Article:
For this post I was inspired by Manisha Parmer who GBBO enthusiasts will recognise as one of the contestants from the 2012 series. You can have a look at her Facebook page here. A short while Manisha put a fantastic little tip on her page for a simple cupcake decoration that had me questioning why I had never thought of it before. It involves putting chocolates on top of cakes as soon as they come out of the oven so they melt onto the cake - simple, quick, effective but most importantly, delicious. The only minor problem that I had with this tip was that Manisha suggested using leftover continental chocolates. In case I have been a little ambiguous in my previous posts, there is NO such thing as leftover chocolates. Ever. End of. Especially continental ones. They are the best! It's the continental ones that are my favourite variety from Thornton's but please don't ask me to choose which is my favourite from a box. That would be too tough. It swings between cappuccino, Alpini and champagne. Although I am not that fussy that I will turn my nose up at a box of the Classic selection. All chocolate is gratefully received.
Anyway, Thornton's aside, when I read this tip I immediately began to think what cakes would suit sweeties melted onto the top and what chocolates would be best. I had been fancying doing some sort of old school cake for a while hence the marble and then I came across some offers in WH Smiths while Mum and I were choosing our Saturday shopping trip chocolate. Smiths had some of those share bags at £1 and among them were some Bitsa Wispa. I had been forewarned by a pen pal that they were gorgeous but I thought that they would be nothing special. They are only mini bits of chocolate after all. However, I decided to go with them for this recipe because I thought they would be light enough to not squash the cakes while they were firming up fresh out of the oven. All I can say is that, MJ, if you are reading this, I am truly and deeply sorry. You are right. Bitsa Wispa are far superior to normal sized Wispas. And so addictive. Before I had even cracked an egg into the mixing bowl I had sampled five of them and I can't tell you how many I ate in the end. I reserved enough for the cakes and thought if I left three for my mum then it wouldn't be so bad because I wouldn't have finished off the packet. Unfortunately my resolve lasted until I had the cakes in the oven before the packet was back out of the cupboard, emptied and the evidence hidden in the bin. Oh dear I thought, another example of my lack of willpower. It was all I could do not to eat some of the reserved Bitsas. In fact, writing this has made me want to go pull one off each of the remaining cakes.
But no. I will be strong. And just to make sure my strength lasts until pudding time I'll leave you now with the message that I couldn't resist adding a splodge of Nutella to the cakes. It makes for a cake that rewards you for not being showy or elaborate in the construction by giving you an unexpected soft and gooey hug. Tea, cake, bliss.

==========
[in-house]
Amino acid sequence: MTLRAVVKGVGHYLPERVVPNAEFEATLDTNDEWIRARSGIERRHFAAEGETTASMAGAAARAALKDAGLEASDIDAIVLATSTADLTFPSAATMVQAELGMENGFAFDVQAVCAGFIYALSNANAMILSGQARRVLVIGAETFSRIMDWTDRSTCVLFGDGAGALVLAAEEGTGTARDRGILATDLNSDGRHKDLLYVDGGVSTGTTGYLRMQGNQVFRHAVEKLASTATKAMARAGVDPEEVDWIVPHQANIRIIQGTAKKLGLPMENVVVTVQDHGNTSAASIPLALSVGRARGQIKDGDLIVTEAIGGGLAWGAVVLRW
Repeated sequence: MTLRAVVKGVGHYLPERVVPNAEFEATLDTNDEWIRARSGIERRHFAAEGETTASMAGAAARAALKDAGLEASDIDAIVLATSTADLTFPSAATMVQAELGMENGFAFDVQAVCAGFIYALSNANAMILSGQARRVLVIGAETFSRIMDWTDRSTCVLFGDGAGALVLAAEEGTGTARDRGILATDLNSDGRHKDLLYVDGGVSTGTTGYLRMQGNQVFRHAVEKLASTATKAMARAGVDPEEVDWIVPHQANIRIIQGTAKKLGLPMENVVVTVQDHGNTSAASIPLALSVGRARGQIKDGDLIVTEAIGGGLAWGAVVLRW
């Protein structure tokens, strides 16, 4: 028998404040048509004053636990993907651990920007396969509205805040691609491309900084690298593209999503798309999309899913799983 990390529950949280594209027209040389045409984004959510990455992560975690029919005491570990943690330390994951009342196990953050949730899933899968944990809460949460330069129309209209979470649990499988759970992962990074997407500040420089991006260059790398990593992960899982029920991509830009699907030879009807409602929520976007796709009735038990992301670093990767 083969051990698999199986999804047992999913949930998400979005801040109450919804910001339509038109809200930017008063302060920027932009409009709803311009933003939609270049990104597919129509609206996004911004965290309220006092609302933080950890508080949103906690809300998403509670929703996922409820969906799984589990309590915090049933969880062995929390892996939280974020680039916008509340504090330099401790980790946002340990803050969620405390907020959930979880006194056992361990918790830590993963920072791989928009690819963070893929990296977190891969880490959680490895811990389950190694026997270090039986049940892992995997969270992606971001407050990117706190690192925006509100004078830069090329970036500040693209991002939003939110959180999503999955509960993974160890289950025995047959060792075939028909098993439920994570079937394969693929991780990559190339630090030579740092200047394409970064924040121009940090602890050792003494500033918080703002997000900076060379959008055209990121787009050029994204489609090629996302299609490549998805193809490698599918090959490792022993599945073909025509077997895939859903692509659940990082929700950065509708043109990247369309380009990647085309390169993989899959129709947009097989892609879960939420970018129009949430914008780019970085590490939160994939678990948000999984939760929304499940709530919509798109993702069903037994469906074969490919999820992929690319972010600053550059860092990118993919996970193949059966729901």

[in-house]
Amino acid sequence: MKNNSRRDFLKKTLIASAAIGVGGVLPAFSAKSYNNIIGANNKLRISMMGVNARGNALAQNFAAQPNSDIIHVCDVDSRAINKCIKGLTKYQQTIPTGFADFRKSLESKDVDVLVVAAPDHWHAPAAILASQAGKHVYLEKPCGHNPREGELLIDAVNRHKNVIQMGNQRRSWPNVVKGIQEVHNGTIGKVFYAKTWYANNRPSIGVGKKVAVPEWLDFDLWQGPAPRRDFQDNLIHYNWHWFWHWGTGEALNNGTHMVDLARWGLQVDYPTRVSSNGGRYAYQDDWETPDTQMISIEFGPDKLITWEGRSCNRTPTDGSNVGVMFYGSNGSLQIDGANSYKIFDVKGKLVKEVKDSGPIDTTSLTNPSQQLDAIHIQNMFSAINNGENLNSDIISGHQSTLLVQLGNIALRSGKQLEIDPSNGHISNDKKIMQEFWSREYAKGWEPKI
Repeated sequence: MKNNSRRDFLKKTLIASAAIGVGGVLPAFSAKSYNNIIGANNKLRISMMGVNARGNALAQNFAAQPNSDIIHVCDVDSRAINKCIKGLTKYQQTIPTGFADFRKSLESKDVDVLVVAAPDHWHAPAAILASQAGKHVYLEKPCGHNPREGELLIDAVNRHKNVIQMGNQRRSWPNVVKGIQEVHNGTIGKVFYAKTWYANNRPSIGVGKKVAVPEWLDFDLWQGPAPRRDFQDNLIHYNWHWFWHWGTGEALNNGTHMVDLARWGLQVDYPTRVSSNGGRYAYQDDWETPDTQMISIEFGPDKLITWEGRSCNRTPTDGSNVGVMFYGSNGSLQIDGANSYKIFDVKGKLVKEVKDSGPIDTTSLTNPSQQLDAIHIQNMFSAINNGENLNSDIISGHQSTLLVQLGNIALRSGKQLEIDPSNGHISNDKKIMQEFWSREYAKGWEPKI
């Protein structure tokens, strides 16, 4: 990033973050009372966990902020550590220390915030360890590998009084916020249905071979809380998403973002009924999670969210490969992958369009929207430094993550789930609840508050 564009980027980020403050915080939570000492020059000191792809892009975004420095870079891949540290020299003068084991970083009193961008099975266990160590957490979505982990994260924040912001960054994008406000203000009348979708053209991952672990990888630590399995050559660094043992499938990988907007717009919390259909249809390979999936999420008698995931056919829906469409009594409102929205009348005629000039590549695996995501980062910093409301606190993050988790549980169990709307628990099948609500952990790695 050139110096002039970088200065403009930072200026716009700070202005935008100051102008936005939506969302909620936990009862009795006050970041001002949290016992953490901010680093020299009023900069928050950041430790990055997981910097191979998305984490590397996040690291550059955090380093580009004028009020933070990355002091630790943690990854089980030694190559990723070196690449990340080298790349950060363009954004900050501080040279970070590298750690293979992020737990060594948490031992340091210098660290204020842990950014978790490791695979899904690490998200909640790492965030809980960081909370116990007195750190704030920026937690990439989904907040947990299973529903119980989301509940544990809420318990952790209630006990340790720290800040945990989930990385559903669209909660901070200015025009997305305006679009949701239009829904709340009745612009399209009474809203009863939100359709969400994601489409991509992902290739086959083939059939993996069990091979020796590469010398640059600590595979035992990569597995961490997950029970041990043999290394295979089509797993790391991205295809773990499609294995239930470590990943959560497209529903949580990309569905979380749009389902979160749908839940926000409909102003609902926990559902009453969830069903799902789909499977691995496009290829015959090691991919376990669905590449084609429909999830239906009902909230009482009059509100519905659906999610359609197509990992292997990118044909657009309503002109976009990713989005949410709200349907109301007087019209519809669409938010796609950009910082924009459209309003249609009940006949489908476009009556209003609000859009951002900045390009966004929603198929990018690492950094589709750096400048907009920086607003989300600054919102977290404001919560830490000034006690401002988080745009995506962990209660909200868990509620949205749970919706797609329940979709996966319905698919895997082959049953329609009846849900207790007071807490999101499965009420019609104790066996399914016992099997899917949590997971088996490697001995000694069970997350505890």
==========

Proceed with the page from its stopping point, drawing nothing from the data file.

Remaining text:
3 large eggs
175g caster sugar
175g plain flour
splash of milk
45g cocoa powder
1/2tsp vanilla extract
1 1/2tsp baking powder
A bag of Bitsa Wispas or similar small chocolates
- Line a 12 hole muffin tin with muffin cases and place the eggs, margarine, sugar and flour in a large mixing bowl. Using an electric mixer, beat all the ingredients together for a couple of minutes until everything is combined. Remember to scrape down the sides of the bowl so everything gets an equal share in the mixing business.
- Now would be a good time to set the oven to 190 C/170 C fan. Transfer half of the mixture to a second bowl and mix in the cocoa powder, half the baking powder and enough milk if necessary to obtain a soft dropping consistency. To the other bowl mix in the vanilla extract, the remaining baking powder and again milk if necessary.
- Now come the fiddly bit. You need to evenly fill the cases evenly with both the mixtures. You could use two teaspoons, scooping a bit of each mixture in alternatively which is what I did. Or you could fill two piping bag with the mixtures and simultaneously pipe into the cases which I can't decide if that would save time or just create more mess. Depends on your piping skills I suppose. If you are lucky enough to have some, you could even use those funky looking piping bags from Lakeland that have two compartments so you can pipe two different colours of icing to get a pretty swirl. However you do it, once they are filled, swirl a skewer through the mixture to create the marble effect. Whatever you do, work quickly because the baking powder will not wait for you and all the lovely gas it will be creating will be lost to the atmosphere instead of being trapped in the cakes to give them a good rise.
- Pop about half a teaspoon of Nutella (or more if you are in need of a bigger chocolatey hug) onto each cake and help it down a little by scooping a little of the cake mix over the top. Bake in the oven for around 20 minutes without opening the door to turn the cakes for the first 18 minutes. I think that is enough time to pass the danger point of the cakes collapsing with the opening of the influx of cooler air from the door opening.
- You can't stick a skewer to test of these cakes are done like normal because of the Nutella centre so when they are risen, golden and feel firm but springy to a light touch take the tray out of the oven and place on a wire rack.